Ethiopia’s Ruling Party Accuses Opposition of Planning Violence

Ethiopia National Election Board
Around 30 million people have registered to vote for Ethiopia's fourth May 23, 2010 elections.
Ethiopia National Election Board
Around 30 million people have registered to vote for Ethiopia's fourth May 23, 2010 elections.

Ethiopia’s opposition plans to use violence to topple the government with backing from Western nations and non-governmental organizations after elections on May 23, a senior ruling party official said.

“We know what their ultimate objective is, they want to instigate violence,” Tedros Hagos, head of the political bureau of the Tigray People’s Liberation Front, said in an interview yesterday. “Organizations from outside, sometimes governments, think that the government in Ethiopia can be changed through street violence.”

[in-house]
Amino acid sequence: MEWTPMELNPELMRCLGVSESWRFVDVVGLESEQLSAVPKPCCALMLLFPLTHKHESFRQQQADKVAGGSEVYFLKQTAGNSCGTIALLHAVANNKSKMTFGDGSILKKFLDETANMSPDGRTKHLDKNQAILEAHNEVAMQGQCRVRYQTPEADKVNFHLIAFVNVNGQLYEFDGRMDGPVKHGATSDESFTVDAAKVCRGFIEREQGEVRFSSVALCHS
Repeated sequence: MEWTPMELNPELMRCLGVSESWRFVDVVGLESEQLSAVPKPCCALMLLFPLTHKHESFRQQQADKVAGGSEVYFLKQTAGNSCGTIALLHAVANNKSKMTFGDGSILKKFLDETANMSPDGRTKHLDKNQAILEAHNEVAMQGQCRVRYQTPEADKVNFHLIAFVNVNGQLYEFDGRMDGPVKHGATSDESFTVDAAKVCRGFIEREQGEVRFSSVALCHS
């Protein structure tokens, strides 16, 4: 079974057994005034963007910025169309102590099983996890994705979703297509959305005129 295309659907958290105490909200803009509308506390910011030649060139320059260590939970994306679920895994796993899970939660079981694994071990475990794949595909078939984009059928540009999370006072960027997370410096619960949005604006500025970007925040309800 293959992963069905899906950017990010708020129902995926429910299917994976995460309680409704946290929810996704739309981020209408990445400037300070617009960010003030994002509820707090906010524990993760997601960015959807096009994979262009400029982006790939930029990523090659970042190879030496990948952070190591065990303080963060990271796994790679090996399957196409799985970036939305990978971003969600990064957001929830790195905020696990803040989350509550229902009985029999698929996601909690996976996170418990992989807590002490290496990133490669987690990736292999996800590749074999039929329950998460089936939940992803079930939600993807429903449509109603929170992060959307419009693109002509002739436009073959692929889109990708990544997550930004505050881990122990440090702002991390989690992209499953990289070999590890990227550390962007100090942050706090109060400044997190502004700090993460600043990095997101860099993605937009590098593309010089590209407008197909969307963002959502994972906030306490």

The comments raise the ruling party’s rhetoric against the opposition at a time when it is accusing Prime Minister Meles Zenawi’s government of becoming increasingly repressive. The Forum for Democratic Dialogue, or Medrek, says the elections will not be free and fair and has protested the continued jailing of its leader, Birtukan Mideksa.

The opposition is making false allegations that Meles’ supporters have withheld foreign-funded food aid from its sympathizers and have killed and beaten its candidates in a bid to stir up anti-government sentiment, Tedros said in his office in Mekelle, a city in the northern Tigray region.

The TPLF has ruled the Horn of Africa country in an alliance with other pro-Meles parties known as the Ethiopian People’s Revolutionary Democratic Front since toppling the country’s Communist Derg regime in 1991.

Next month’s elections will be the first time an opposition party has widely contested a poll in Tigray, which has been a stronghold of Meles’ support.

Those challenging the TPLF this year include a number of former high-ranking party veterans like Aregash Adane, who fought alongside Meles in the movement’s 16-year guerrilla war against the Derg.

They also include Seeye Abreha, Meles’ former defense minister, and Gebru Asrat, the former president of the Tigray region.

To contact the reporter on this story: Jason McLure in Addis Ababa via Johannesburg at pmrichardson@bloomberg.net.

By Jason McLure,  Bloomberg